SIA Reports Record Growth for the Satellite Industry in 2023

Image: Open Cosmos

In case it wasn’t already obvious through Payload’s extensive coverage, 2023 was a banner year for the satellite industry.

The global space economy generated $400B of revenue last year, $285B of which ended up in the balance sheets of commercial satellite companies, according to the Satellite Industry Association’s State of the Satellite Industry Report.

Up and to the right: For the sixth year in a row, companies deployed a record number of birds in orbit. Of the 9,691 active satellites at the end of 2023, 2,781—more than a quarter—were launched that year.

The rising number of sats in space led to unprecedented revenues for nearly every supporting sector of the industry:

  • Manufacturing revenues increased almost 9% to $17.2B on the heels of innovations that improved capabilities and drove down costs.
  • Launch services increased their revenue 2%, generating $7.2B through 190 successful commercial launches, 98 of which were performed by SpaceX.
  • Satellite services were dragged down by declining satellite TV subscribers and reported a 3% dip with revenue of $110.2B despite a strong uptick in broadband sales. 
  • The satellite ground segment–both GNSS and network equipment–continued to be the largest revenue generator, bringing in 4% more than last year at $150.4B 
  • Sustainability activities made a bigger mark than in previous years, accumulating $300M in revenue, compared to $250M the year before. 

While the satellite industry gathered momentum on a global scale, the US remained the dominant player. US firms manufactured 85% of the commercial satellites launched in 2023, and took in 54% of global commercial launch revenues.

Tomorrowland: Halfway through 2024, the satellite industry shows little sign of slowing its roll.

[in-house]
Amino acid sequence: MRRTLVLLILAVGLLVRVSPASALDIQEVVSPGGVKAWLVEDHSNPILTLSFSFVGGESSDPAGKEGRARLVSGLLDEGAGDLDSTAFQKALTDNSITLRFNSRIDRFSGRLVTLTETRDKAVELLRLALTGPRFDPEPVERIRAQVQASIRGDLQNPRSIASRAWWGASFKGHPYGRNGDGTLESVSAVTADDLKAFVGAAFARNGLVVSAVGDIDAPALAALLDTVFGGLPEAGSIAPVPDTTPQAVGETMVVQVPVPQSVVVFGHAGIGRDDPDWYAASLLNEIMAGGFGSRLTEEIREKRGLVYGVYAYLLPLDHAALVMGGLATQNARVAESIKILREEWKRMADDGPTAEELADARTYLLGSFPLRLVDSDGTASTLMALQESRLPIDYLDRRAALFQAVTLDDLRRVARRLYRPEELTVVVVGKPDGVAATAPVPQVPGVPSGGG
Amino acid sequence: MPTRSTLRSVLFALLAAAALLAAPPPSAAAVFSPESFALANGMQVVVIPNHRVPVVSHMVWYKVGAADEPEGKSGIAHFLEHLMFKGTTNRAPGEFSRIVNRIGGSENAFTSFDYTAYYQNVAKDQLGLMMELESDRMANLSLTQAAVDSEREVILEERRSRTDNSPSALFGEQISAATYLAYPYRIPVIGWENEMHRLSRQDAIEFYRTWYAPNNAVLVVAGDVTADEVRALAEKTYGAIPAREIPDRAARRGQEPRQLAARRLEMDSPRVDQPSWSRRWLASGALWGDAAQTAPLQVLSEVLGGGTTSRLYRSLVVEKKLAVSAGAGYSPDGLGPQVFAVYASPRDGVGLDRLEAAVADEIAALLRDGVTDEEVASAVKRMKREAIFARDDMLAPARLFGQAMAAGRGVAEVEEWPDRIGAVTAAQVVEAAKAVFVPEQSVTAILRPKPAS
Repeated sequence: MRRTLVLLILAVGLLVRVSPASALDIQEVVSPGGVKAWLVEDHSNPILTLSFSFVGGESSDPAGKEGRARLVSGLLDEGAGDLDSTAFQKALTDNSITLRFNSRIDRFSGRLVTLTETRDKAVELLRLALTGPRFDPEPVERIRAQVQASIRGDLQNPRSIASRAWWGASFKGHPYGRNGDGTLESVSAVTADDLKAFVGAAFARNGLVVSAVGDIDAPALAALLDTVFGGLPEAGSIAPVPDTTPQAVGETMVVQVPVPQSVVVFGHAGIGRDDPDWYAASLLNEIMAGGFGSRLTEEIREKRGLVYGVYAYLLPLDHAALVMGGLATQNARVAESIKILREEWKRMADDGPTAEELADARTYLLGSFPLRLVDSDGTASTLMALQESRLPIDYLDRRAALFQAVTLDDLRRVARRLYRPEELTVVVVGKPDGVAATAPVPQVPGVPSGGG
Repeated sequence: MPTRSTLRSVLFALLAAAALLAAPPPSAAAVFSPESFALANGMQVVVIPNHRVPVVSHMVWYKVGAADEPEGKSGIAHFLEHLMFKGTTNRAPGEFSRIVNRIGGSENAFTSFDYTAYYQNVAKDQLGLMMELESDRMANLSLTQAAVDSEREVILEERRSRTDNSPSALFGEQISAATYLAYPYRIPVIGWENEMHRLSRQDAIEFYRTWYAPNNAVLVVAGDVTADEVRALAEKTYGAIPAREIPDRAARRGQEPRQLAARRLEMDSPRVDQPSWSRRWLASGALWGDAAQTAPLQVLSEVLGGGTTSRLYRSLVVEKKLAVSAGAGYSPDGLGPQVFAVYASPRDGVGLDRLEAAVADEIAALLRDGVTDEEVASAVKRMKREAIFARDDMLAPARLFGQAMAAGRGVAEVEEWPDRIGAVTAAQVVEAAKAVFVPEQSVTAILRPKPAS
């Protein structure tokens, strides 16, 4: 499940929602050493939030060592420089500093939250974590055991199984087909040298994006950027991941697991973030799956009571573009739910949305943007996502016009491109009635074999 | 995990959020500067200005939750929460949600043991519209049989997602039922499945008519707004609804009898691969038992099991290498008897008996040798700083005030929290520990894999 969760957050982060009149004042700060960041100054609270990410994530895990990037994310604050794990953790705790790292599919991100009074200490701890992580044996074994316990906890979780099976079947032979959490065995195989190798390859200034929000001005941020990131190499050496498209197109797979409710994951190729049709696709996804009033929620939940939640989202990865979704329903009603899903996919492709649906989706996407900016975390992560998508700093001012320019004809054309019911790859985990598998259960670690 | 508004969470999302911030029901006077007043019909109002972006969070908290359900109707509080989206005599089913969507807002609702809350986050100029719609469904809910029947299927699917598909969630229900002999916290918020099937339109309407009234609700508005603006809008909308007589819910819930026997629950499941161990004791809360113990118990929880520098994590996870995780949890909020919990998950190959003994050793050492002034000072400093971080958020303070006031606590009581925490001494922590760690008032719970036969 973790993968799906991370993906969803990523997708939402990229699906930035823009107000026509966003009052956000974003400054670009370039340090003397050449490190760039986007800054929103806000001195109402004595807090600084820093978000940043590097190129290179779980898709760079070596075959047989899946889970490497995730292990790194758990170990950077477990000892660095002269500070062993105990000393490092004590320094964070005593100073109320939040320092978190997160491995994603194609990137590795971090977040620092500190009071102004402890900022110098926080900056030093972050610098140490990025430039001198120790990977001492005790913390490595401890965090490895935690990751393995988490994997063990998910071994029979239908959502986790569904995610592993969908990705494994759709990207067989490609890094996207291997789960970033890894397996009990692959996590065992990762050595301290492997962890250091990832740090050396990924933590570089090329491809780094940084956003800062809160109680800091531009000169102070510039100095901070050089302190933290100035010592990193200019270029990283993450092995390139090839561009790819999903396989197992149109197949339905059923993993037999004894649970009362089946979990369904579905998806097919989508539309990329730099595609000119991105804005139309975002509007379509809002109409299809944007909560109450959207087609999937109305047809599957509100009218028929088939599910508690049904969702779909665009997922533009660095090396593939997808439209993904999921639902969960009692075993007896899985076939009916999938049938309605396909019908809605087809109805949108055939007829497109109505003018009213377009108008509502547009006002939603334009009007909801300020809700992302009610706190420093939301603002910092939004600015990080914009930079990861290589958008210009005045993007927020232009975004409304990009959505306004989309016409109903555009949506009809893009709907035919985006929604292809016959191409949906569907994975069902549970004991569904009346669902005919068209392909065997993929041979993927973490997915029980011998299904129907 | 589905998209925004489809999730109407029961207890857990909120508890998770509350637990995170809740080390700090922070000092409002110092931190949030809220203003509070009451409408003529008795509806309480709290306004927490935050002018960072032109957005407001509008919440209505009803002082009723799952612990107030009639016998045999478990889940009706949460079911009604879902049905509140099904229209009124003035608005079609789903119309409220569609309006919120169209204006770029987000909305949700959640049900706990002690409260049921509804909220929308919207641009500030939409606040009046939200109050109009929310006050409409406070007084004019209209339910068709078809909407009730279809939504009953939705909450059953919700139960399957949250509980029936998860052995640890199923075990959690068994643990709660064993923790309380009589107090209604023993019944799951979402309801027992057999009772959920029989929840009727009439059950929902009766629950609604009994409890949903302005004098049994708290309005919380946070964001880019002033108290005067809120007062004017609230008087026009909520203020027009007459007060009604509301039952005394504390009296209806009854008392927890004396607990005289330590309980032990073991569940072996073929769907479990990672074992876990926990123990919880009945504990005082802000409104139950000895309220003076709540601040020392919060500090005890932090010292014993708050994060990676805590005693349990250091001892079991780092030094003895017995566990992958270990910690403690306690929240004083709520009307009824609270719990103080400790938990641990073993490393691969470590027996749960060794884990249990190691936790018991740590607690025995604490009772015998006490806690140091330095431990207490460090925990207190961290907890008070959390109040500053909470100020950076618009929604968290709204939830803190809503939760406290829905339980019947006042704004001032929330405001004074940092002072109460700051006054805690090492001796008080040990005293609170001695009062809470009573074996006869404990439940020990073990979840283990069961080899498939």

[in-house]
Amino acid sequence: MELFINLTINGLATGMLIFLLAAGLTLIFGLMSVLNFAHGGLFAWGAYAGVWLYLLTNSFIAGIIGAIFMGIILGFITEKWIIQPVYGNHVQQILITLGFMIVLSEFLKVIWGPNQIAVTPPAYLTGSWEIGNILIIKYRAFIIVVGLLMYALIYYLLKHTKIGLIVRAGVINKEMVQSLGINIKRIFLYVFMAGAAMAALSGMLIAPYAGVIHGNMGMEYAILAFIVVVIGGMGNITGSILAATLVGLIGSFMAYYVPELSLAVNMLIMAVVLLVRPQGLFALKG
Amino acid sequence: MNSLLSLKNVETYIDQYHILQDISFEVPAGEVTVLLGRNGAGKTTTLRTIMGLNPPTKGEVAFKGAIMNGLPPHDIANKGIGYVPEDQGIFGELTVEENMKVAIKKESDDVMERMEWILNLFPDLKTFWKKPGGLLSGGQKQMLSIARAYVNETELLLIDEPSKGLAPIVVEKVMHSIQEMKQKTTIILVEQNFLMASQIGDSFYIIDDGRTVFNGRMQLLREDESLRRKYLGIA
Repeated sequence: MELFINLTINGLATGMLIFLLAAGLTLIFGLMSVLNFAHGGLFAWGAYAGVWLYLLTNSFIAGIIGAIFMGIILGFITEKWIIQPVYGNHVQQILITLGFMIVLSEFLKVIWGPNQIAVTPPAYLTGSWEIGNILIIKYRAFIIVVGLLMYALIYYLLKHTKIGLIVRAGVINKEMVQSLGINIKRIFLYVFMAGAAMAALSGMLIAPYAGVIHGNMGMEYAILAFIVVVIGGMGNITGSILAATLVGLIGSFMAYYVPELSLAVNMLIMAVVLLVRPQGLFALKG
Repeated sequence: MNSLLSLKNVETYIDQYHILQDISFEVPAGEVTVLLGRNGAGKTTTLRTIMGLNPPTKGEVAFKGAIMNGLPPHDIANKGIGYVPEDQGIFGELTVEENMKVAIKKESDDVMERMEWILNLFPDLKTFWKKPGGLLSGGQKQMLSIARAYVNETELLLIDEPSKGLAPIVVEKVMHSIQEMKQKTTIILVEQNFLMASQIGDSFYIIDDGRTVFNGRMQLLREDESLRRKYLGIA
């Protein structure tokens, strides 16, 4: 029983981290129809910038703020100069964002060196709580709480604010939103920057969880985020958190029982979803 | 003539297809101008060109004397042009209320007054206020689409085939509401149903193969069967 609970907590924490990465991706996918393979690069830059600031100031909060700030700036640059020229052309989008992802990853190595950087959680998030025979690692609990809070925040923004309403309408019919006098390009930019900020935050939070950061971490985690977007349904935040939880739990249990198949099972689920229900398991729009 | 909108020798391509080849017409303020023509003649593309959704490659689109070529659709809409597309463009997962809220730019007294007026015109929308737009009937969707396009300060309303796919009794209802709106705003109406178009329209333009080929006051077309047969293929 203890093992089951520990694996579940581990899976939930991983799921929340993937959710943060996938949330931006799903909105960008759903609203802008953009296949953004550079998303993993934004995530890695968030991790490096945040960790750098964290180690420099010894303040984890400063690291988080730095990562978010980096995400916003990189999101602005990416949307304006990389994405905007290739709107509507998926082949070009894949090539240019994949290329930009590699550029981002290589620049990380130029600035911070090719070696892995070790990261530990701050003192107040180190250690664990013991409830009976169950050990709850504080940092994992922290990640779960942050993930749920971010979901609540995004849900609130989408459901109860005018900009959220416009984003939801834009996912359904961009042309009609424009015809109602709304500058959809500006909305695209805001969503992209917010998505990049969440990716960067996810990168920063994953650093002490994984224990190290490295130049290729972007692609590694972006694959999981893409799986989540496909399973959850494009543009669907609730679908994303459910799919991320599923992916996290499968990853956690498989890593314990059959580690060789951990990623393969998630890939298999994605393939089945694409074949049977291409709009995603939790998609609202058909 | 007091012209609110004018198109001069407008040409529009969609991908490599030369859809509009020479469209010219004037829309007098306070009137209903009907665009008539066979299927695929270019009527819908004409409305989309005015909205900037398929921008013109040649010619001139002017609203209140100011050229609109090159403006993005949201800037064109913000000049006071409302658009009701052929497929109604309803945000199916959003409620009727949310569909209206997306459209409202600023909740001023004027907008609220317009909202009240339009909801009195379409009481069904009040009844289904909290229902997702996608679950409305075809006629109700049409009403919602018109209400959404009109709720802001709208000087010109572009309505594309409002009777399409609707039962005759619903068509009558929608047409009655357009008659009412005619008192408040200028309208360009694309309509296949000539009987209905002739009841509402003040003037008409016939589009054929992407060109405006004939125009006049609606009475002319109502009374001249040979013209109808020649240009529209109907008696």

The number of launch attempts this year in Q1 has already surpassed the number of attempts during the same time period in previous years, and technological advances continue to provide the satellite industry with new revenue streams while decreasing costs and removing barriers of entry to space.

“Faster and lower-cost broadband services, enhanced remote sensing capabilities, direct to device communication, and a growing number of space sustainability activities are just some of the new services that continue to broaden an expanding satellite business,” said SIA president Tom Stroup.

Related Stories

Bill Weber Steps Down as Firefly Aerospace CEO

Firefly has tapped board member Peter Schumacher as interim CEO while leadership kicks off a search process. 


The Growing Space Economy Is Doing Its Part To Fight Inflation

The space sector contributed $131B to American GDP in 2022, according to the most recent and precise analysis by the US government’s Bureau of Economic Analysis.


Vast Inks Deal with The Exploration Company For Future Cargo Missions

The agreement opens the door for Europe to begin commercial and research-based missions in LEO.


The US Wants to CHIP In On Rocket Lab’s Solar Cell Factory

Rocket Lab is one of three major players in the Western market that builds space-grade solar panels, and the investment will grow production 50% in the next three years.